If you are going to submit an article from your own website, at least have the balls to say it like it is and submit it as yourself. There's a reason it says "Anonymous Coward". To slashdot editors: Please stop accepting every article submitted by this and other small sites. If they come up with something innovative or have an exclusive review of something new, post it. Otherwise, let the RSS newsfeeds at anandtech/hardocp/etc handle this crap.
  • I do a lot of metalworking and this is just the sort of case I would like. I can imagine machining matching aluminum cases for other things. But I do wince at the thought of spending over $200 on just the box for your computer.
  • Shouldn't we boycott sites that have those "false windows error message"-type ads ?
  • And, frankly, I wish I would have waited a month. Had I done so, I could have bought a very nice Antec P160 for a good bit less money, and just as good quality.

    Lian Li cases are nice, but they're not so nice that they justify the premium markup.
  • I have the V1200B as it stands, great case mind you but not the point of this post...

    The Lian Li F1 desk [lian-li.com]

    I am normally not a man to go gaga over furniture, but come on you have to agree, this would have to be the best tech desk I have seen in AGES!

    At 3000 pound it's a little steep...

  • Many people don't realize the advantages of aluminum case over their steel...
    << Start < Previous 1 2 3 4 5 6 7 Next > End >>
  • This reminds me of an idea I had some time ago. There are many out there (myself included) who don't see a problem in spending a good chunk of change for a computer case that looks nice. The problem is, pretty much every design out there is suited for modern looking decor.

    My home office is largely decorated in rich, dark woods, while my computer case (currently silver) sticks out like a sore thumb. My idea is to use something I've never seen in computer case design before: wood. Now, I understand you'd
  • Disclaimer: I am the editor in chief of Maximum PC magazine, so my opinion on things like this isn't unbiased.

    The aluminum case is not, and has never been dead.

    We've reviewed a steady stream of aluminum cases at Maximum PC over the last four years.

    To even suggest that is idiotic. I could almost see posting this if it was a roundup of a bunch of the new aluminum cases, but we reviewed this case in the magazine last year.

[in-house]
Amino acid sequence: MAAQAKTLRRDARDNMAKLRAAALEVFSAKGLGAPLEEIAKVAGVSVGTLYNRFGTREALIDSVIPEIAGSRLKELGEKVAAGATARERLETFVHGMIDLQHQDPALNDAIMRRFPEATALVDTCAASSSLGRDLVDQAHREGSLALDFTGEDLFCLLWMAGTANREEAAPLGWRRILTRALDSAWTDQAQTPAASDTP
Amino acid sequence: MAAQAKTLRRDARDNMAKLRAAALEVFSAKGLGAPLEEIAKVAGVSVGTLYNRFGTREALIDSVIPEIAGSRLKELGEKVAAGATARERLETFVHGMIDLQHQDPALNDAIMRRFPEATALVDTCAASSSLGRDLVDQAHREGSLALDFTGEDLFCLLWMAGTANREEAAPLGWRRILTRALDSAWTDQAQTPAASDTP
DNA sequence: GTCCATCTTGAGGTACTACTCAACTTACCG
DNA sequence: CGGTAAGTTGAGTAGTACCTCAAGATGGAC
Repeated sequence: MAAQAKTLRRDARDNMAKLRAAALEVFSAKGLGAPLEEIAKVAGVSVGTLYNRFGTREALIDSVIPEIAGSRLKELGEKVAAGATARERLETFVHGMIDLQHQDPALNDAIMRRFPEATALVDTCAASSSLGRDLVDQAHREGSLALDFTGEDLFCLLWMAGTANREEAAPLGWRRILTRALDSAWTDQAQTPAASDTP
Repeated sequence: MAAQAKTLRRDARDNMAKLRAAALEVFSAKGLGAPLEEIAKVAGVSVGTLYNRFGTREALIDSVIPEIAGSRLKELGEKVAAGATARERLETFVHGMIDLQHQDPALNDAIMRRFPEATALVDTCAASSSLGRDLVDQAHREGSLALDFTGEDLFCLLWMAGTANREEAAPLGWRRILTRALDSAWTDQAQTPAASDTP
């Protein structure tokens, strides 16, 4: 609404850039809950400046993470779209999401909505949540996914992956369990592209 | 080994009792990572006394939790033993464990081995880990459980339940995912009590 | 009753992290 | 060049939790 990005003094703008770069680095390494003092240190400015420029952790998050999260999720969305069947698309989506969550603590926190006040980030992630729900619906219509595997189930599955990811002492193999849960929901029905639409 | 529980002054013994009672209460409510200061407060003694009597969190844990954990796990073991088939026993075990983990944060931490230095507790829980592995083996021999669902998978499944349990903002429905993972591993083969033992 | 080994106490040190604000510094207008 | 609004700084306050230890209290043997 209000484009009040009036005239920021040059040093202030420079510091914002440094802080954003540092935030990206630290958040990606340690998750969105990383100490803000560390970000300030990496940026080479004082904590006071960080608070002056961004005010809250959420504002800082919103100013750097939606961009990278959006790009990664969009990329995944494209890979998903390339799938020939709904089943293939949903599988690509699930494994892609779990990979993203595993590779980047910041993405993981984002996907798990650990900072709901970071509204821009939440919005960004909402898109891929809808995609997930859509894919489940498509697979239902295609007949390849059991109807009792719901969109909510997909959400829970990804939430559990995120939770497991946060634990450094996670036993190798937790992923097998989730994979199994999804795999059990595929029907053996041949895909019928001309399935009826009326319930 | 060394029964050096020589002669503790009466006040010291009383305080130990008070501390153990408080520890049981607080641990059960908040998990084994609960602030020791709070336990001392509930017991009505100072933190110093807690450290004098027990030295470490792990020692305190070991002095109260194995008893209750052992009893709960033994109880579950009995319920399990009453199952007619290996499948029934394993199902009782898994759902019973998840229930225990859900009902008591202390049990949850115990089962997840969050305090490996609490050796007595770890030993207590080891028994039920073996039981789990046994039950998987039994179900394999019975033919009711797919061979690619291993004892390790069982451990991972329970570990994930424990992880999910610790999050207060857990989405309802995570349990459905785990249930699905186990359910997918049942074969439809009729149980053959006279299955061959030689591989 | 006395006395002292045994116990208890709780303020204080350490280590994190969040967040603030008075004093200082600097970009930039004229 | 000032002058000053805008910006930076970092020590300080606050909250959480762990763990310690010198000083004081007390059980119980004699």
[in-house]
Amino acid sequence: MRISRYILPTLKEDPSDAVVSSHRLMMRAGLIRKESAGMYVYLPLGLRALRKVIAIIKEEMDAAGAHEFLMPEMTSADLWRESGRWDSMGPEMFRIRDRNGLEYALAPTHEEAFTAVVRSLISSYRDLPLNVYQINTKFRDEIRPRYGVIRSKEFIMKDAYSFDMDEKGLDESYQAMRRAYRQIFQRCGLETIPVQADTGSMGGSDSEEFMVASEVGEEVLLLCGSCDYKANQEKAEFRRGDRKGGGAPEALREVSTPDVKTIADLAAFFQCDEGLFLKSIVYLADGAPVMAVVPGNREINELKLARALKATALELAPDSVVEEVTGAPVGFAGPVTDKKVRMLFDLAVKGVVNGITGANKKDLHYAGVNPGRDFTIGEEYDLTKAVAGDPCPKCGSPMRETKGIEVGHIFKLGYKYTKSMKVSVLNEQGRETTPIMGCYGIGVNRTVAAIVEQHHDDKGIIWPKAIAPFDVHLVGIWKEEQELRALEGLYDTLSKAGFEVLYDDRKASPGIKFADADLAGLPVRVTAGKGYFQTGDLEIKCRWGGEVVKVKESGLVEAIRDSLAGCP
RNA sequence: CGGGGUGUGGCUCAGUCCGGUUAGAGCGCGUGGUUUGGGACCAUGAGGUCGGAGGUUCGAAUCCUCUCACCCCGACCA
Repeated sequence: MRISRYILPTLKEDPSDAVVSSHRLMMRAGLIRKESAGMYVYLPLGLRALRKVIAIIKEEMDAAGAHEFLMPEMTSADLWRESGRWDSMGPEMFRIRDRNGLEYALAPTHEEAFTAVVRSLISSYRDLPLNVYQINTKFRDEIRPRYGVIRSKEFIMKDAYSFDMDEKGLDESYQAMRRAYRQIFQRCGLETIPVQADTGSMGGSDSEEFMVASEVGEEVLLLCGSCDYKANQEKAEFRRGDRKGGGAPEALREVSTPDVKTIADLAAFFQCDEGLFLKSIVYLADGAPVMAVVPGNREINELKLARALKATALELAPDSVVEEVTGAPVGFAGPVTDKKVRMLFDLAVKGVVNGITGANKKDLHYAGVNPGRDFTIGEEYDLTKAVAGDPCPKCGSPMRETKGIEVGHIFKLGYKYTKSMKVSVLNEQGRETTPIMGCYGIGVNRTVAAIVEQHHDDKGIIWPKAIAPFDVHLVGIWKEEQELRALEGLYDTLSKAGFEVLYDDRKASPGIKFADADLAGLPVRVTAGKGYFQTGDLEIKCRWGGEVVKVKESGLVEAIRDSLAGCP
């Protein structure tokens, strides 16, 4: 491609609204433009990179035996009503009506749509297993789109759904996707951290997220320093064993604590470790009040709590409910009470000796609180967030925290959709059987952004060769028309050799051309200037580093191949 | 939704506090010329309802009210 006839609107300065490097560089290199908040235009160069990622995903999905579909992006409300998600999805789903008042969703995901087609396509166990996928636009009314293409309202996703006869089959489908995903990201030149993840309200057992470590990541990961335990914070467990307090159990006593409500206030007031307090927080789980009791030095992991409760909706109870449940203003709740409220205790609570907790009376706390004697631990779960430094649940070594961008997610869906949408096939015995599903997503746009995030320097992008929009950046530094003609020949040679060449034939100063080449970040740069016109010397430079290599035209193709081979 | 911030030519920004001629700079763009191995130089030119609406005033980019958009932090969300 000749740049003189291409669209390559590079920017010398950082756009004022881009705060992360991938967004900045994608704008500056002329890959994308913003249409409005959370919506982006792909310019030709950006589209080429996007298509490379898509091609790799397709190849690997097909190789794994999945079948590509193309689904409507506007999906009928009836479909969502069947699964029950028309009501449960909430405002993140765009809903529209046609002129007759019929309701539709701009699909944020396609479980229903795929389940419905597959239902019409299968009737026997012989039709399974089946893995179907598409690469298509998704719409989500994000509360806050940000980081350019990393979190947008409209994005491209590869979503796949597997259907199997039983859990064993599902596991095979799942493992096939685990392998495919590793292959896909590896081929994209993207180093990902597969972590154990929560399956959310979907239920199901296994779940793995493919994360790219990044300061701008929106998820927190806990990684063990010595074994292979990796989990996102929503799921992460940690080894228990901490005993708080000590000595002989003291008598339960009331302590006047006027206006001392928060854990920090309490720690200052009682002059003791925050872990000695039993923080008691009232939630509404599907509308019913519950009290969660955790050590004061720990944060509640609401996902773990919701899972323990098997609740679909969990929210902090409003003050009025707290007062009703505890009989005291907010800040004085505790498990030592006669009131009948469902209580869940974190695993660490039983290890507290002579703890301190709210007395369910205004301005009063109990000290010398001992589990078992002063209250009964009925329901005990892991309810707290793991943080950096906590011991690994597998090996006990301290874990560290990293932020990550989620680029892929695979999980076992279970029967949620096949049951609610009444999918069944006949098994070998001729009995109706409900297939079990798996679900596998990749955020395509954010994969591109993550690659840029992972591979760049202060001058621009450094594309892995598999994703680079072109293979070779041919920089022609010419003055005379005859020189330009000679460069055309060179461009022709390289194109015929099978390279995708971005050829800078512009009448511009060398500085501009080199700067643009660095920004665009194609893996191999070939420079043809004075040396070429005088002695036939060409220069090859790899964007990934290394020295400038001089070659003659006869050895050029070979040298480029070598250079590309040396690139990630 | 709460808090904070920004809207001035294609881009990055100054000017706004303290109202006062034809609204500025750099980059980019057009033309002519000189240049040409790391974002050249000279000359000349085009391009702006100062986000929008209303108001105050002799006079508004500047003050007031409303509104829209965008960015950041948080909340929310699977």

• I mean, it's got a floppy drive. We're talking about the FUTURE, people!

    Hey, I just drilled a mesh of holes into this Red Bull can sitting next to me. It's the future of Red Bull cans!
  • by HockeyPuck (141947) on Saturday August 13, 2005 @12:36AM (#13309688)
    Ok, so the case has fan on the front and the back, so you have a tunnel or horizontal chimney effect for the airflow. One full pulls air (say from the front) of the case, and the other blows it out the back.

    For outlet fan (the rear one) to be effective, the case should be airtight with the exception of the inlet fan. This way the air moves in one direction only.

    Having holes on the bottom poses a problem for the outlet fan, it can actually pull air from the holes in the bottom of the case and blow it out the back. The air may not even go over the intended equipment. Since the air can be pulled from the bottom, the hotter air from the inlet fan (front) may circulate in the case, be pushed out the bottom or go out the back.

    The whole system would not be as effective if you plugged up the bottom holes and had a high volume of air going in the front and out the back.

    -Puck=> .
  • My next case will be the Coolermaster Stacker [coolermaster.com] so I have plenty of capacity for disk drives.

    My major gripe with cases is: most don't provide enough 3.5" expansion bays. And many case makers put in lots of 5.25" (external) bays before they put in 3.5" bays. Nobody sells a 5.25" disk drive anymore, and I'm tired of screwing in 3.5" brackets.

    Note that the stacker actually has 5.25" bays but they sell a cage to fit 4 x 3.5" drives in 3 x 5.25" bays, and the cage comes with its own fan. I don't know how many

  • by Sarin (112173)
    I have the V1200 case for a year now. (not the plus version)

    I bought it at that time to keep my dual opteron system in. due to the size of the extended atx motherboard it was hard to find a case, after some searching I got this one. Yes it was expensive, but the computer parts were expensive as well.
    It's a really great case, it opens up easily and I don't regret buying it.